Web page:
In the “Neighbors” poems, the speaker is aware of this tenuous relationship between them and the world, and in fact, through one of the more significant tropes in the book, actively engages in tinkering with those relationships.
Throughout the “Neighbors” poems, the speaker works to replace “.... subject with object. Object with Subject...” (43), or object with object, subject with subject, thing with idea, etc. All eleven of the “Neighbors” poems, in fact, begin with and are driven by the speaker’s project of replacement.
Replace glass heart with scalpel. Words become a cudgel. Call for rain. Glisten. Close up. / Magnify a leaf until the drop brims with color. Replace leaf with wind. Every June we lose / limbs to straight-line winds—elm, maple, oak, ash, etc., etc. They come knocking at night. / Redact redundancy. Extinguish the list. Insert space. Remove the catalog. Remove, stack, / and mulch the dead wood. Map my internal geography. I am a bowl of cold plums. Would / you have one. (“Neighbors III” 20)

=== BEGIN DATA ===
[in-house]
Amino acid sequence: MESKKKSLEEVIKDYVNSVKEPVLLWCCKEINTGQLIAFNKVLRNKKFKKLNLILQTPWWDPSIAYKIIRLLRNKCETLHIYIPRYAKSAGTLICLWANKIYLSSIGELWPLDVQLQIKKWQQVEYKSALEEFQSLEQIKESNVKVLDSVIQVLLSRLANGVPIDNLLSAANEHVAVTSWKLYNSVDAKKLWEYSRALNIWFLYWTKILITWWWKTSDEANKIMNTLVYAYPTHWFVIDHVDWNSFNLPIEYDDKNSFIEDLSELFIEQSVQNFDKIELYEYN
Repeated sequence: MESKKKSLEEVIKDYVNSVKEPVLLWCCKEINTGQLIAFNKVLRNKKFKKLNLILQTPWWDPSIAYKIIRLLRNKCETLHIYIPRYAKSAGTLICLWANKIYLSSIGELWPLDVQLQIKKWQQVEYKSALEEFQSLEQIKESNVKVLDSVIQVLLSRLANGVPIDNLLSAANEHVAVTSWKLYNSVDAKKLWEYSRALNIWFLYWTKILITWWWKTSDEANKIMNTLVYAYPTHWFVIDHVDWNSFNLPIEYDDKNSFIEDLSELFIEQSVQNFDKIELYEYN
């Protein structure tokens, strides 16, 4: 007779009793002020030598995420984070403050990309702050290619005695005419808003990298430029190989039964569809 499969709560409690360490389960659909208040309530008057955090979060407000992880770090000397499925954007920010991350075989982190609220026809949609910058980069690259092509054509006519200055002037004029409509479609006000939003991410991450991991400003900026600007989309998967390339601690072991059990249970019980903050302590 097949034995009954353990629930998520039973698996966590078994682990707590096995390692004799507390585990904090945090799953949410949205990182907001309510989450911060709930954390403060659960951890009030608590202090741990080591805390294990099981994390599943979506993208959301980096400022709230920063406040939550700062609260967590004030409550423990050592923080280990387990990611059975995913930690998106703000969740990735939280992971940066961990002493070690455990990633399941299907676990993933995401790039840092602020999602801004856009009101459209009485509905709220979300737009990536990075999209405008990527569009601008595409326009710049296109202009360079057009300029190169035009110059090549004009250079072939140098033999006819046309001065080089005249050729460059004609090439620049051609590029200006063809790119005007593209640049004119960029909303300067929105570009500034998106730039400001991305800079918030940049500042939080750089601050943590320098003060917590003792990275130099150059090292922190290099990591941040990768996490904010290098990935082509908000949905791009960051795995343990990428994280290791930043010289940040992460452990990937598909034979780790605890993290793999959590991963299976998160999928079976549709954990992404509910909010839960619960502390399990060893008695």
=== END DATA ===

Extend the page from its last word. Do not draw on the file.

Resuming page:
Replace husband with wife. Wife with husband. The kids are always. Seemingly. In our bed. / Use knees to raise a tent. A cocoon of floodlit sheets. For metamorphosis. A cave of deep bearing. / For hibernation. Later. In their car seats. Your son. Your daughter. Share pretzels. / Share goldfish. (Neighbors IX 67)
In these passages, we can see the speaker’s aims, which are at once methodological and frantic. It’s as if the speaker understands in some way that navigating this new space requires a new way of conceptualizing, and therefore knowing the world. But where to start? And how? These poems are compelling because each reconfiguration produces its own outcome and its value to the speaker often remains unsaid.